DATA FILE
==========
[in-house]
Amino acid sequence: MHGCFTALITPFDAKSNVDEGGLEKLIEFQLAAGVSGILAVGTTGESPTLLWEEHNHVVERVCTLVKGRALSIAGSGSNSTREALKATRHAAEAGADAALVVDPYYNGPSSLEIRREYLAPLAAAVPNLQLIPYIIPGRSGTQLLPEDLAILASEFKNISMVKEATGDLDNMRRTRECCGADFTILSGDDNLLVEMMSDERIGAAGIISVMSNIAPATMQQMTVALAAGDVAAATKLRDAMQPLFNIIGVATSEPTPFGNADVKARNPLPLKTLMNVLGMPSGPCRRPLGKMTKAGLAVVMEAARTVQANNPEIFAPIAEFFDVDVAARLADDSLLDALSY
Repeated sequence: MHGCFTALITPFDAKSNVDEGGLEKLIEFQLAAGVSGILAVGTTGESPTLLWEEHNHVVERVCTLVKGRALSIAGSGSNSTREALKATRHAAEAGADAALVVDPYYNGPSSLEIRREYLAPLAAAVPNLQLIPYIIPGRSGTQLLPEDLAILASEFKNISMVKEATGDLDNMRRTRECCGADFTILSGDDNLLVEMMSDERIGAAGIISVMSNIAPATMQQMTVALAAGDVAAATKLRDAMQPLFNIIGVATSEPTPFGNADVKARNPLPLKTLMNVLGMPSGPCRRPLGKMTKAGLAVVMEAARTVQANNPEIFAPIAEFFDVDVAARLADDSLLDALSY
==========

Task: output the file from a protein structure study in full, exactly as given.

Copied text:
[in-house]
Amino acid sequence: MHGCFTALITPFDAKSNVDEGGLEKLIEFQLAAGVSGILAVGTTGESPTLLWEEHNHVVERVCTLVKGRALSIAGSGSNSTREALKATRHAAEAGADAALVVDPYYNGPSSLEIRREYLAPLAAAVPNLQLIPYIIPGRSGTQLLPEDLAILASEFKNISMVKEATGDLDNMRRTRECCGADFTILSGDDNLLVEMMSDERIGAAGIISVMSNIAPATMQQMTVALAAGDVAAATKLRDAMQPLFNIIGVATSEPTPFGNADVKARNPLPLKTLMNVLGMPSGPCRRPLGKMTKAGLAVVMEAARTVQANNPEIFAPIAEFFDVDVAARLADDSLLDALSY
Repeated sequence: MHGCFTALITPFDAKSNVDEGGLEKLIEFQLAAGVSGILAVGTTGESPTLLWEEHNHVVERVCTLVKGRALSIAGSGSNSTREALKATRHAAEAGADAALVVDPYYNGPSSLEIRREYLAPLAAAVPNLQLIPYIIPGRSGTQLLPEDLAILASEFKNISMVKEATGDLDNMRRTRECCGADFTILSGDDNLLVEMMSDERIGAAGIISVMSNIAPATMQQMTVALAAGDVAAATKLRDAMQPLFNIIGVATSEPTPFGNADVKARNPLPLKTLMNVLGMPSGPCRRPLGKMTKAGLAVVMEAARTVQANNPEIFAPIAEFFDVDVAARLADDSLLDALSY